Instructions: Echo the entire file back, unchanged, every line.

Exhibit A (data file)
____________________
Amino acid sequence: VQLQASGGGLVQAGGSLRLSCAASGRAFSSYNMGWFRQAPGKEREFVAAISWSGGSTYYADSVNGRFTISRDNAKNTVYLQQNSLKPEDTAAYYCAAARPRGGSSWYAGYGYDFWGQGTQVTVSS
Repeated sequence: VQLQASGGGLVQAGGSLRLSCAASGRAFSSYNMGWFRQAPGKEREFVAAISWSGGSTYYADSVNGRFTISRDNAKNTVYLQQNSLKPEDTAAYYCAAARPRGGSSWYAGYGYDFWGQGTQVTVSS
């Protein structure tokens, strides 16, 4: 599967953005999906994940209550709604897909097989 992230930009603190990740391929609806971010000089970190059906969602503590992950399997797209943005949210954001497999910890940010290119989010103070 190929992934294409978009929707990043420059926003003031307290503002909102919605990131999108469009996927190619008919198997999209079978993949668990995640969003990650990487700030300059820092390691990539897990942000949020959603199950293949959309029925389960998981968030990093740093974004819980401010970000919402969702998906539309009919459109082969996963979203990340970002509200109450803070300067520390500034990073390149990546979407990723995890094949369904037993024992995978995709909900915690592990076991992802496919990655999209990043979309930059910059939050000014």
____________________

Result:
Amino acid sequence: VQLQASGGGLVQAGGSLRLSCAASGRAFSSYNMGWFRQAPGKEREFVAAISWSGGSTYYADSVNGRFTISRDNAKNTVYLQQNSLKPEDTAAYYCAAARPRGGSSWYAGYGYDFWGQGTQVTVSS
Repeated sequence: VQLQASGGGLVQAGGSLRLSCAASGRAFSSYNMGWFRQAPGKEREFVAAISWSGGSTYYADSVNGRFTISRDNAKNTVYLQQNSLKPEDTAAYYCAAARPRGGSSWYAGYGYDFWGQGTQVTVSS
């Protein structure tokens, strides 16, 4: 599967953005999906994940209550709604897909097989 992230930009603190990740391929609806971010000089970190059906969602503590992950399997797209943005949210954001497999910890940010290119989010103070 190929992934294409978009929707990043420059926003003031307290503002909102919605990131999108469009996927190619008919198997999209079978993949668990995640969003990650990487700030300059820092390691990539897990942000949020959603199950293949959309029925389960998981968030990093740093974004819980401010970000919402969702998906539309009919459109082969996963979203990340970002509200109450803070300067520390500034990073390149990546979407990723995890094949369904037993024992995978995709909900915690592990076991992802496919990655999209990043979309930059910059939050000014």